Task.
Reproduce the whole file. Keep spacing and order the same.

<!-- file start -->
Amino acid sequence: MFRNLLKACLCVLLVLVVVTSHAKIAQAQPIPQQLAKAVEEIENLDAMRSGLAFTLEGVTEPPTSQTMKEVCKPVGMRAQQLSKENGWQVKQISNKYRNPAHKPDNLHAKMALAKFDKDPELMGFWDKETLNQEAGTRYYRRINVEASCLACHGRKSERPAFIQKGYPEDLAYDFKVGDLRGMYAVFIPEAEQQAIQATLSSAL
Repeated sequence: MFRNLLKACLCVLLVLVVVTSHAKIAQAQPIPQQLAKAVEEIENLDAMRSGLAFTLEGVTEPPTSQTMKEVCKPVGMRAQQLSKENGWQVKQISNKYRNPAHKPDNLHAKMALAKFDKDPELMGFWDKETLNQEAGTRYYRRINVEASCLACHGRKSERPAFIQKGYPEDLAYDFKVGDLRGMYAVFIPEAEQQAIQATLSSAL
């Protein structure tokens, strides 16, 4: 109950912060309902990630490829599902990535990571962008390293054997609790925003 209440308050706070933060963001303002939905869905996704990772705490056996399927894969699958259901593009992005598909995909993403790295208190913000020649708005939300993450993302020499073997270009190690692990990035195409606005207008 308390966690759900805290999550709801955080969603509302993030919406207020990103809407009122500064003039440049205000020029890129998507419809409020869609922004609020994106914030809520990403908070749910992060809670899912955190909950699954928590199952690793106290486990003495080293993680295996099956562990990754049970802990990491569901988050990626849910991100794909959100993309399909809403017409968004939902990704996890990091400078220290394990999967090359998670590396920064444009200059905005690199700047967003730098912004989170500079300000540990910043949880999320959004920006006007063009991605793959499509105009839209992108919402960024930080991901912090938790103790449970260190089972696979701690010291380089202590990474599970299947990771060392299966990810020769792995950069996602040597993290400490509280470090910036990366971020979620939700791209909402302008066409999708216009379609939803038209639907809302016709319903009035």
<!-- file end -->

Amino acid sequence: MFRNLLKACLCVLLVLVVVTSHAKIAQAQPIPQQLAKAVEEIENLDAMRSGLAFTLEGVTEPPTSQTMKEVCKPVGMRAQQLSKENGWQVKQISNKYRNPAHKPDNLHAKMALAKFDKDPELMGFWDKETLNQEAGTRYYRRINVEASCLACHGRKSERPAFIQKGYPEDLAYDFKVGDLRGMYAVFIPEAEQQAIQATLSSAL
Repeated sequence: MFRNLLKACLCVLLVLVVVTSHAKIAQAQPIPQQLAKAVEEIENLDAMRSGLAFTLEGVTEPPTSQTMKEVCKPVGMRAQQLSKENGWQVKQISNKYRNPAHKPDNLHAKMALAKFDKDPELMGFWDKETLNQEAGTRYYRRINVEASCLACHGRKSERPAFIQKGYPEDLAYDFKVGDLRGMYAVFIPEAEQQAIQATLSSAL
């Protein structure tokens, strides 16, 4: 109950912060309902990630490829599902990535990571962008390293054997609790925003 209440308050706070933060963001303002939905869905996704990772705490056996399927894969699958259901593009992005598909995909993403790295208190913000020649708005939300993450993302020499073997270009190690692990990035195409606005207008 308390966690759900805290999550709801955080969603509302993030919406207020990103809407009122500064003039440049205000020029890129998507419809409020869609922004609020994106914030809520990403908070749910992060809670899912955190909950699954928590199952690793106290486990003495080293993680295996099956562990990754049970802990990491569901988050990626849910991100794909959100993309399909809403017409968004939902990704996890990091400078220290394990999967090359998670590396920064444009200059905005690199700047967003730098912004989170500079300000540990910043949880999320959004920006006007063009991605793959499509105009839209992108919402960024930080991901912090938790103790449970260190089972696979701690010291380089202590990474599970299947990771060392299966990810020769792995950069996602040597993290400490509280470090910036990366971020979620939700791209909402302008066409999708216009379609939803038209639907809302016709319903009035």